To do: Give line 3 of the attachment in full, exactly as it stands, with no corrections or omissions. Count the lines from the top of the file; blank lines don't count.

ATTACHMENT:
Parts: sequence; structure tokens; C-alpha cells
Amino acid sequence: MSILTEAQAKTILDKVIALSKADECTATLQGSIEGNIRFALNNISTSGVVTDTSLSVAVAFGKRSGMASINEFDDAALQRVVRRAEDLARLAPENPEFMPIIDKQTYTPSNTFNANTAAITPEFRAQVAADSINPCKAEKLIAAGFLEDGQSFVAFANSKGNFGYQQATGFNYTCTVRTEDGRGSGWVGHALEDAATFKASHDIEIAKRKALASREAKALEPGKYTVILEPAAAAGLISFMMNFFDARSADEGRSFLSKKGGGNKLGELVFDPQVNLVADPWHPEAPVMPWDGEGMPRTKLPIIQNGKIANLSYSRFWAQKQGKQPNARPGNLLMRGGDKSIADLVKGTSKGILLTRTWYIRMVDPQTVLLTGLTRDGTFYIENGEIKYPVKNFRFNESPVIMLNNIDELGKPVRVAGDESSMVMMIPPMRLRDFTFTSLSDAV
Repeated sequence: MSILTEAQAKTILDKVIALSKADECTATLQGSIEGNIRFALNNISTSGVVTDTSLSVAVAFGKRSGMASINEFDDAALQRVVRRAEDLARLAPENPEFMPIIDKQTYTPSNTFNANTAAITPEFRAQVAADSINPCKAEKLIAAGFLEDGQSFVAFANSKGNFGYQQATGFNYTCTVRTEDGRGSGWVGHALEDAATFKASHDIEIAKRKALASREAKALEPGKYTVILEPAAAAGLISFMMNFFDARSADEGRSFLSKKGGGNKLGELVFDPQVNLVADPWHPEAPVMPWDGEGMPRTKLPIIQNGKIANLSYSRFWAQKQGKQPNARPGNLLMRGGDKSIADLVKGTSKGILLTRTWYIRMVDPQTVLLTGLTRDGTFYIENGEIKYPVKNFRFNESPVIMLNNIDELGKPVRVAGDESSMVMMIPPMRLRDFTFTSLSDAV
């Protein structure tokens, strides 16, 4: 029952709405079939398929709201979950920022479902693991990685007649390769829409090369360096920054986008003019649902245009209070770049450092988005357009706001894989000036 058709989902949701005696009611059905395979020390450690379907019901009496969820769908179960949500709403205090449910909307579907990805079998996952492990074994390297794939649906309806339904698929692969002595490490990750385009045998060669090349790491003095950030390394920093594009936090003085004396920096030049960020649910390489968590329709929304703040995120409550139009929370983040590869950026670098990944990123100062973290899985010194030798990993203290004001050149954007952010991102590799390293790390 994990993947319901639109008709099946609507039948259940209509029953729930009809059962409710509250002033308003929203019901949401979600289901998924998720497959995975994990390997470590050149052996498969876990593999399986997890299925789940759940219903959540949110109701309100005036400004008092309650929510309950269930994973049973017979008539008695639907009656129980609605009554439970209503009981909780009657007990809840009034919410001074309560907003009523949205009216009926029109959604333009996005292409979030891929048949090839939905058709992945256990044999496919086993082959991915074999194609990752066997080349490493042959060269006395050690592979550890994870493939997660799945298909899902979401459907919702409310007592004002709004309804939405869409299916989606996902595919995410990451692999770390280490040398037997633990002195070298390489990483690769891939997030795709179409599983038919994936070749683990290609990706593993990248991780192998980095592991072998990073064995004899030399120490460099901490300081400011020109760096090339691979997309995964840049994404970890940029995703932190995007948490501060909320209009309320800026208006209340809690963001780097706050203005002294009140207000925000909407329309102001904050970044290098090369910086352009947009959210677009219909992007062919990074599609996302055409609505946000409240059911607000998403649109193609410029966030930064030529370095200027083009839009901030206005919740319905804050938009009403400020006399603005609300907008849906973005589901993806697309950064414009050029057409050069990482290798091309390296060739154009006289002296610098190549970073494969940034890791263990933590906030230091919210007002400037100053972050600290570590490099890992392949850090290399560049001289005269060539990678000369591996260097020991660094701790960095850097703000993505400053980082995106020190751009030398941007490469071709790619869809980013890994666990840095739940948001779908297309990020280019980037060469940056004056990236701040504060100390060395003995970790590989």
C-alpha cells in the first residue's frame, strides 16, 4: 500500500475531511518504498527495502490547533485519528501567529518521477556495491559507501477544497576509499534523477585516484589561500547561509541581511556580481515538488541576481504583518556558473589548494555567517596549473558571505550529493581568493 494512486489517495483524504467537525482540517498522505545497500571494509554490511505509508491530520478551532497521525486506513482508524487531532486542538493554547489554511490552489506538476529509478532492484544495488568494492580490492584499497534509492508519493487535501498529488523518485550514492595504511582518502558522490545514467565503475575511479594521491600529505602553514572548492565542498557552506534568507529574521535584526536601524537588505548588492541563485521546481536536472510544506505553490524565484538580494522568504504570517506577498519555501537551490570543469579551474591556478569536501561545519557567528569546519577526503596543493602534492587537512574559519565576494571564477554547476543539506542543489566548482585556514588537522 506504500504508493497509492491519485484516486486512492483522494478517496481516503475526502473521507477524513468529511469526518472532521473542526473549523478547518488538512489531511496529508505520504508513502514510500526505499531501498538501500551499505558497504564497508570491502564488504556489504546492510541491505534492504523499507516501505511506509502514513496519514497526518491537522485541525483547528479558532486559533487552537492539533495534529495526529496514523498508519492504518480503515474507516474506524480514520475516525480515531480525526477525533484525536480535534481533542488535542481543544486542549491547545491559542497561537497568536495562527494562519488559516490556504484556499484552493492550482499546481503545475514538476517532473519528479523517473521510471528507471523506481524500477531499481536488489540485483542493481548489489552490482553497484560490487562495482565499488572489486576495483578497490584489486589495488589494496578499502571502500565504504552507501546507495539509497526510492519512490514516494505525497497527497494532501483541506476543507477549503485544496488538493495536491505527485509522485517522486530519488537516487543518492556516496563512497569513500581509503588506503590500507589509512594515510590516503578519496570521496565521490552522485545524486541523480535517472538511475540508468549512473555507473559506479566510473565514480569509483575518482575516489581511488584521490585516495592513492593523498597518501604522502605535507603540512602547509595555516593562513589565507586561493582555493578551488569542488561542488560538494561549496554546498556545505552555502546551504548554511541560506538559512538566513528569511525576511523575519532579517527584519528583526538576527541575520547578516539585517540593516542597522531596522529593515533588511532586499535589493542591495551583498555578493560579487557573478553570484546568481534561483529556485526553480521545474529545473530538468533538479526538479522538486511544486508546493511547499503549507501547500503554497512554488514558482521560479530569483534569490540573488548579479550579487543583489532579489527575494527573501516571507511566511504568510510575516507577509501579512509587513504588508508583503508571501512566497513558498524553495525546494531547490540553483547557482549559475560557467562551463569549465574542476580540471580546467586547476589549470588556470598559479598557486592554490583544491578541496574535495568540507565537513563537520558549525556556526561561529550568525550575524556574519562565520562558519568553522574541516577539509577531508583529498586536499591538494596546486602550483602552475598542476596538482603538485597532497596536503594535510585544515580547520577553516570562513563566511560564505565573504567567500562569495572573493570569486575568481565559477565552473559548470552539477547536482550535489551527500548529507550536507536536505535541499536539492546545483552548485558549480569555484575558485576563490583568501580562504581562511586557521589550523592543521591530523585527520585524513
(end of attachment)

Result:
Repeated sequence: MSILTEAQAKTILDKVIALSKADECTATLQGSIEGNIRFALNNISTSGVVTDTSLSVAVAFGKRSGMASINEFDDAALQRVVRRAEDLARLAPENPEFMPIIDKQTYTPSNTFNANTAAITPEFRAQVAADSINPCKAEKLIAAGFLEDGQSFVAFANSKGNFGYQQATGFNYTCTVRTEDGRGSGWVGHALEDAATFKASHDIEIAKRKALASREAKALEPGKYTVILEPAAAAGLISFMMNFFDARSADEGRSFLSKKGGGNKLGELVFDPQVNLVADPWHPEAPVMPWDGEGMPRTKLPIIQNGKIANLSYSRFWAQKQGKQPNARPGNLLMRGGDKSIADLVKGTSKGILLTRTWYIRMVDPQTVLLTGLTRDGTFYIENGEIKYPVKNFRFNESPVIMLNNIDELGKPVRVAGDESSMVMMIPPMRLRDFTFTSLSDAV